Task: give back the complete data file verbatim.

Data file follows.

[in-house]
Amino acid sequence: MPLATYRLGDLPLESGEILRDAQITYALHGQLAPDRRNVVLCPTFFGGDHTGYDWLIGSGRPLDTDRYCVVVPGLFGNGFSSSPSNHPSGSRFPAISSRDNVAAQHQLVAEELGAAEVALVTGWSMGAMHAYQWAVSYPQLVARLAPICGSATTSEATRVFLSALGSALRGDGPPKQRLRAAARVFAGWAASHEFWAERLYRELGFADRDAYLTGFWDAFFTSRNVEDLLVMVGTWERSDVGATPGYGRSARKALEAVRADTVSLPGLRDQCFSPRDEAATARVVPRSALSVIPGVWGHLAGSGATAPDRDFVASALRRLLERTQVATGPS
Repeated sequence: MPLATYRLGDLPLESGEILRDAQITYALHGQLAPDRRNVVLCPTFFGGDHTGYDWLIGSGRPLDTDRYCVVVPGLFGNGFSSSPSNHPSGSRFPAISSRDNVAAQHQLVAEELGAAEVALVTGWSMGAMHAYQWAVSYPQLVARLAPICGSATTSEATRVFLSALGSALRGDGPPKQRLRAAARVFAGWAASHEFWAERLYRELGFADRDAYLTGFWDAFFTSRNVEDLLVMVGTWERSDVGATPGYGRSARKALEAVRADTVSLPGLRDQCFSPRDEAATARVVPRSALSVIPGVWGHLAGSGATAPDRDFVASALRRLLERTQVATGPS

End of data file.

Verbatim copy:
[in-house]
Amino acid sequence: MPLATYRLGDLPLESGEILRDAQITYALHGQLAPDRRNVVLCPTFFGGDHTGYDWLIGSGRPLDTDRYCVVVPGLFGNGFSSSPSNHPSGSRFPAISSRDNVAAQHQLVAEELGAAEVALVTGWSMGAMHAYQWAVSYPQLVARLAPICGSATTSEATRVFLSALGSALRGDGPPKQRLRAAARVFAGWAASHEFWAERLYRELGFADRDAYLTGFWDAFFTSRNVEDLLVMVGTWERSDVGATPGYGRSARKALEAVRADTVSLPGLRDQCFSPRDEAATARVVPRSALSVIPGVWGHLAGSGATAPDRDFVASALRRLLERTQVATGPS
Repeated sequence: MPLATYRLGDLPLESGEILRDAQITYALHGQLAPDRRNVVLCPTFFGGDHTGYDWLIGSGRPLDTDRYCVVVPGLFGNGFSSSPSNHPSGSRFPAISSRDNVAAQHQLVAEELGAAEVALVTGWSMGAMHAYQWAVSYPQLVARLAPICGSATTSEATRVFLSALGSALRGDGPPKQRLRAAARVFAGWAASHEFWAERLYRELGFADRDAYLTGFWDAFFTSRNVEDLLVMVGTWERSDVGATPGYGRSARKALEAVRADTVSLPGLRDQCFSPRDEAATARVVPRSALSVIPGVWGHLAGSGATAPDRDFVASALRRLLERTQVATGPS